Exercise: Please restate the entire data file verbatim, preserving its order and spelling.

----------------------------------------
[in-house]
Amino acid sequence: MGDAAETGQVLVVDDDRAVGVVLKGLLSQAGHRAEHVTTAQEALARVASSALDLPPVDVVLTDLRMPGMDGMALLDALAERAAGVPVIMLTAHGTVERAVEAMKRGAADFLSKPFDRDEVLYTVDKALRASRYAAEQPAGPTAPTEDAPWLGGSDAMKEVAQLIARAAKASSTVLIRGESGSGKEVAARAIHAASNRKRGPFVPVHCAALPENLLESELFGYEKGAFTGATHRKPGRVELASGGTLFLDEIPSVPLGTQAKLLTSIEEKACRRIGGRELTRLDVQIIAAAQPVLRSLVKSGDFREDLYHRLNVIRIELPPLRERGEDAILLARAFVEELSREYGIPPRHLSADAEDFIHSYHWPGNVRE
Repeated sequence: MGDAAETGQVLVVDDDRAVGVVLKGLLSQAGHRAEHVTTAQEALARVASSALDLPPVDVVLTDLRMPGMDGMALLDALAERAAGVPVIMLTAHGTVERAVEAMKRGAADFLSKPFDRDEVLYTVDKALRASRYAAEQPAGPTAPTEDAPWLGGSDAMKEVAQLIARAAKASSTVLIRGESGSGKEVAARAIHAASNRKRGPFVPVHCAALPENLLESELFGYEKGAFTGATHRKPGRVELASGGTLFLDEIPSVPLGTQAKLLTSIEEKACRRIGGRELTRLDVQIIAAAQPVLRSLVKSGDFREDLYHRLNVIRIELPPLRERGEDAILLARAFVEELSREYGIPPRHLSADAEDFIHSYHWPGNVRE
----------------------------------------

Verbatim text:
[in-house]
Amino acid sequence: MGDAAETGQVLVVDDDRAVGVVLKGLLSQAGHRAEHVTTAQEALARVASSALDLPPVDVVLTDLRMPGMDGMALLDALAERAAGVPVIMLTAHGTVERAVEAMKRGAADFLSKPFDRDEVLYTVDKALRASRYAAEQPAGPTAPTEDAPWLGGSDAMKEVAQLIARAAKASSTVLIRGESGSGKEVAARAIHAASNRKRGPFVPVHCAALPENLLESELFGYEKGAFTGATHRKPGRVELASGGTLFLDEIPSVPLGTQAKLLTSIEEKACRRIGGRELTRLDVQIIAAAQPVLRSLVKSGDFREDLYHRLNVIRIELPPLRERGEDAILLARAFVEELSREYGIPPRHLSADAEDFIHSYHWPGNVRE
Repeated sequence: MGDAAETGQVLVVDDDRAVGVVLKGLLSQAGHRAEHVTTAQEALARVASSALDLPPVDVVLTDLRMPGMDGMALLDALAERAAGVPVIMLTAHGTVERAVEAMKRGAADFLSKPFDRDEVLYTVDKALRASRYAAEQPAGPTAPTEDAPWLGGSDAMKEVAQLIARAAKASSTVLIRGESGSGKEVAARAIHAASNRKRGPFVPVHCAALPENLLESELFGYEKGAFTGATHRKPGRVELASGGTLFLDEIPSVPLGTQAKLLTSIEEKACRRIGGRELTRLDVQIIAAAQPVLRSLVKSGDFREDLYHRLNVIRIELPPLRERGEDAILLARAFVEELSREYGIPPRHLSADAEDFIHSYHWPGNVRE